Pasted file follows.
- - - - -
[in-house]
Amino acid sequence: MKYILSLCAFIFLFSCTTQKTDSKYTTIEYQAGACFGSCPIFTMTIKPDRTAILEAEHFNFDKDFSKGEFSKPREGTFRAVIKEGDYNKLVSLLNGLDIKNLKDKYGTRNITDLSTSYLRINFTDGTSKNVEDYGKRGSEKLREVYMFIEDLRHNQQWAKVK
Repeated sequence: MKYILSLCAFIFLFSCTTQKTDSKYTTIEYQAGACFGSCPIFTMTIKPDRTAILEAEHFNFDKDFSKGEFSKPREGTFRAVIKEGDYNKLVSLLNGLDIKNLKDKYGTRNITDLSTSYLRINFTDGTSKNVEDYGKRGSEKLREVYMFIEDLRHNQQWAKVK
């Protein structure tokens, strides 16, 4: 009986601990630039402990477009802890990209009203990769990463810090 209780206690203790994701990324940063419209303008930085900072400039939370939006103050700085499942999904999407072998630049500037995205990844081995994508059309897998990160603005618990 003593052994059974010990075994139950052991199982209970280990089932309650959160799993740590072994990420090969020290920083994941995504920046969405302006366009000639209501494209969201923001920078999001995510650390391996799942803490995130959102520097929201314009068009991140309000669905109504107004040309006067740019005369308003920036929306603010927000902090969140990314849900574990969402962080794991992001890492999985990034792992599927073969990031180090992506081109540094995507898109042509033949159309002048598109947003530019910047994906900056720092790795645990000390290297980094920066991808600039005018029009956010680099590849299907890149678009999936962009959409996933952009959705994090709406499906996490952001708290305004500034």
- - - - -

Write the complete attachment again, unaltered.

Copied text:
[in-house]
Amino acid sequence: MKYILSLCAFIFLFSCTTQKTDSKYTTIEYQAGACFGSCPIFTMTIKPDRTAILEAEHFNFDKDFSKGEFSKPREGTFRAVIKEGDYNKLVSLLNGLDIKNLKDKYGTRNITDLSTSYLRINFTDGTSKNVEDYGKRGSEKLREVYMFIEDLRHNQQWAKVK
Repeated sequence: MKYILSLCAFIFLFSCTTQKTDSKYTTIEYQAGACFGSCPIFTMTIKPDRTAILEAEHFNFDKDFSKGEFSKPREGTFRAVIKEGDYNKLVSLLNGLDIKNLKDKYGTRNITDLSTSYLRINFTDGTSKNVEDYGKRGSEKLREVYMFIEDLRHNQQWAKVK
């Protein structure tokens, strides 16, 4: 009986601990630039402990477009802890990209009203990769990463810090 209780206690203790994701990324940063419209303008930085900072400039939370939006103050700085499942999904999407072998630049500037995205990844081995994508059309897998990160603005618990 003593052994059974010990075994139950052991199982209970280990089932309650959160799993740590072994990420090969020290920083994941995504920046969405302006366009000639209501494209969201923001920078999001995510650390391996799942803490995130959102520097929201314009068009991140309000669905109504107004040309006067740019005369308003920036929306603010927000902090969140990314849900574990969402962080794991992001890492999985990034792992599927073969990031180090992506081109540094995507898109042509033949159309002048598109947003530019910047994906900056720092790795645990000390290297980094920066991808600039005018029009956010680099590849299907890149678009999936962009959409996933952009959705994090709406499906996490952001708290305004500034």